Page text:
In-housing is not without challenges
However, in a separate discussion at the conference, panelists pointed out ‘in-housing’ is not the binary scenario the term would first suggest, i.e. dispensing with their media agencies to cut cost on their media budgets.
Anoo Mehmi, global digital content strategist at GSK, said bringing 100% of media-buying in-house would be “ideal,” but the reality of embarking on a “digital journey” is difficult given the scale of the task involved with procuring technology and the talent to use it.
“It’s not just a case of having a one-year plan to completely in-house all digital creative or media-buying, it just doesn’t work that way. That’s because we have departments that have been working in a very set way for a number of years and they need to be taken along that journey,” she explained.
For Ruth Zorher, who leads Mindshare’s relationship with global bank BBVA, the debate over whether to “in-house or not” is an extremely “basic question.” For instance, some marketers are opting for a strategy whereby they take ownership, not necessarily control.
Paul Evans, a consultant and former head of media at Vodafone who helped the telco overhaul its online media buying, explained to attendees how his former team attempted to take ownership of their data strategies.
“As the tectonic plates start shifting out, it’s not necessarily about control and transparency in media-buying, it’s about ownership … which has been enabled in the last few years,” he said.
“It’s about ownership of contracts, commercial relationships and media planning [not necessarily parting ways with a media agency].”
The data protection impetus
For instance, in an era when data privacy regularly makes headline news and has generated scandal after scandal, the impetus for marketers to take greater control over their data operations is apparent—especially as regulators get involved.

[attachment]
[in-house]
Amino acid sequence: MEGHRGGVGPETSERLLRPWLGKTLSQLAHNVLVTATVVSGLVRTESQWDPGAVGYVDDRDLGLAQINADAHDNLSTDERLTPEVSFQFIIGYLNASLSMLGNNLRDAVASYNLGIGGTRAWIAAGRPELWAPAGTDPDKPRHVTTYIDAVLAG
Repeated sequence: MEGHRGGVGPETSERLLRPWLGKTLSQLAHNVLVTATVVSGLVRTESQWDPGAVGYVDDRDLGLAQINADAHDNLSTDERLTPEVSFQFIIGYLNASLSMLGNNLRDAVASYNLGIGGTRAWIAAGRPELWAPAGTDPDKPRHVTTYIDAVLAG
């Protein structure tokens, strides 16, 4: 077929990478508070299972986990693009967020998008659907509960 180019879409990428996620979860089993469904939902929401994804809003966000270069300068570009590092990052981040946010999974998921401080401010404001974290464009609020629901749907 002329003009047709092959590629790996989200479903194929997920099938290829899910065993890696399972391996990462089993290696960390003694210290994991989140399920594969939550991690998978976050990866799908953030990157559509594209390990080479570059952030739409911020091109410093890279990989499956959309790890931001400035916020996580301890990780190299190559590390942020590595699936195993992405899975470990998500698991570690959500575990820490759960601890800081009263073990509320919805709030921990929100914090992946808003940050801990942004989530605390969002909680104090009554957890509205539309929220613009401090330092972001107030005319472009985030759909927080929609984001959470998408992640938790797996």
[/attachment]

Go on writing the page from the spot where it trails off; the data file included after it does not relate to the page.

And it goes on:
In a separate ATS conference session, Ali Shah, head of technology policy at the U.K.’s data protection authority the ICO, cast light on how ad tech may need to correct its ways.
Referencing a recent guidance note, he spoke of how the watchdog cross-referenced the mechanics of real-time bidding—the technical underpinning for much of programmatic advertising—with the principals of General Data Protection Regulations and found the two were not necessarily in harmony.
The ICO has been looking into how companies track U.K. citizens online in recent months, including consultations with each tier of the ad industry, which prompted Shah to observe some widely held “misunderstandings” among programmatic middlemen.
“They seem to be around transparency and consent with our second concern around how data is shared throughout the ecosystem,” he said.
“If information is being shared, then it needs to have the right data governance controls and technical components, and from what we found … we felt the controls were not robust enough.”
For while the ICO is reticent to use its regulatory powers, which includes fines of up to €20 million or 4% of annual global revenue under GDPR, if it doesn’t see a marked improvement in the space, they may be forced to take such actions, according to Shah.
Hence, the imperative for brands to take ownership of their data while partners can make use of it (given certain measures of control are in place) is apparent.